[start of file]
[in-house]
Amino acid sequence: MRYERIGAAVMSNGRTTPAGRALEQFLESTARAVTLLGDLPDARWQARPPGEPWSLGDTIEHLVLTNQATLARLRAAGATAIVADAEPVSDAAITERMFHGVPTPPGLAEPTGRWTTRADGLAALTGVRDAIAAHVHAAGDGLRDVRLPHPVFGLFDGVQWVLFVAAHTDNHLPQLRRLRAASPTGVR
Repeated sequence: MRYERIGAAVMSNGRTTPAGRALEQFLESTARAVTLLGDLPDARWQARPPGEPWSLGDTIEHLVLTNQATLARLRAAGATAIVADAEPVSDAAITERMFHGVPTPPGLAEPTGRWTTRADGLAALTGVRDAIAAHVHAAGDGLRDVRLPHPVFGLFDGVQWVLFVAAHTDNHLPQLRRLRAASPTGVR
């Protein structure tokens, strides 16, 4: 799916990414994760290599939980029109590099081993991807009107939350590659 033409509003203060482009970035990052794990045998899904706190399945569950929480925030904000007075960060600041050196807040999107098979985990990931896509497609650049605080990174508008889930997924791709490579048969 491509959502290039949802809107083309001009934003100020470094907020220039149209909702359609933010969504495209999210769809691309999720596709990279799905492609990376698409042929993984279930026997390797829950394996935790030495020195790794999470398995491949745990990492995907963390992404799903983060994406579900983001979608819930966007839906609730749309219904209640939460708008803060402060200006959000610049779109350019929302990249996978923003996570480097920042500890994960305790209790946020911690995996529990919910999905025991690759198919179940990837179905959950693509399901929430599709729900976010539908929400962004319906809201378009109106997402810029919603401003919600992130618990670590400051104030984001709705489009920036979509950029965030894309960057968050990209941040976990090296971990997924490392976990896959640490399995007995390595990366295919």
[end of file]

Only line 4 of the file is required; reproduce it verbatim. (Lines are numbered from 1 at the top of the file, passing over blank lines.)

């Protein structure tokens, strides 16, 4: 799916990414994760290599939980029109590099081993991807009107939350590659 033409509003203060482009970035990052794990045998899904706190399945569950929480925030904000007075960060600041050196807040999107098979985990990931896509497609650049605080990174508008889930997924791709490579048969 491509959502290039949802809107083309001009934003100020470094907020220039149209909702359609933010969504495209999210769809691309999720596709990279799905492609990376698409042929993984279930026997390797829950394996935790030495020195790794999470398995491949745990990492995907963390992404799903983060994406579900983001979608819930966007839906609730749309219904209640939460708008803060402060200006959000610049779109350019929302990249996978923003996570480097920042500890994960305790209790946020911690995996529990919910999905025991690759198919179940990837179905959950693509399901929430599709729900976010539908929400962004319906809201378009109106997402810029919603401003919600992130618990670590400051104030984001709705489009920036979509950029965030894309960057968050990209941040976990090296971990997924490392976990896959640490399995007995390595990366295919």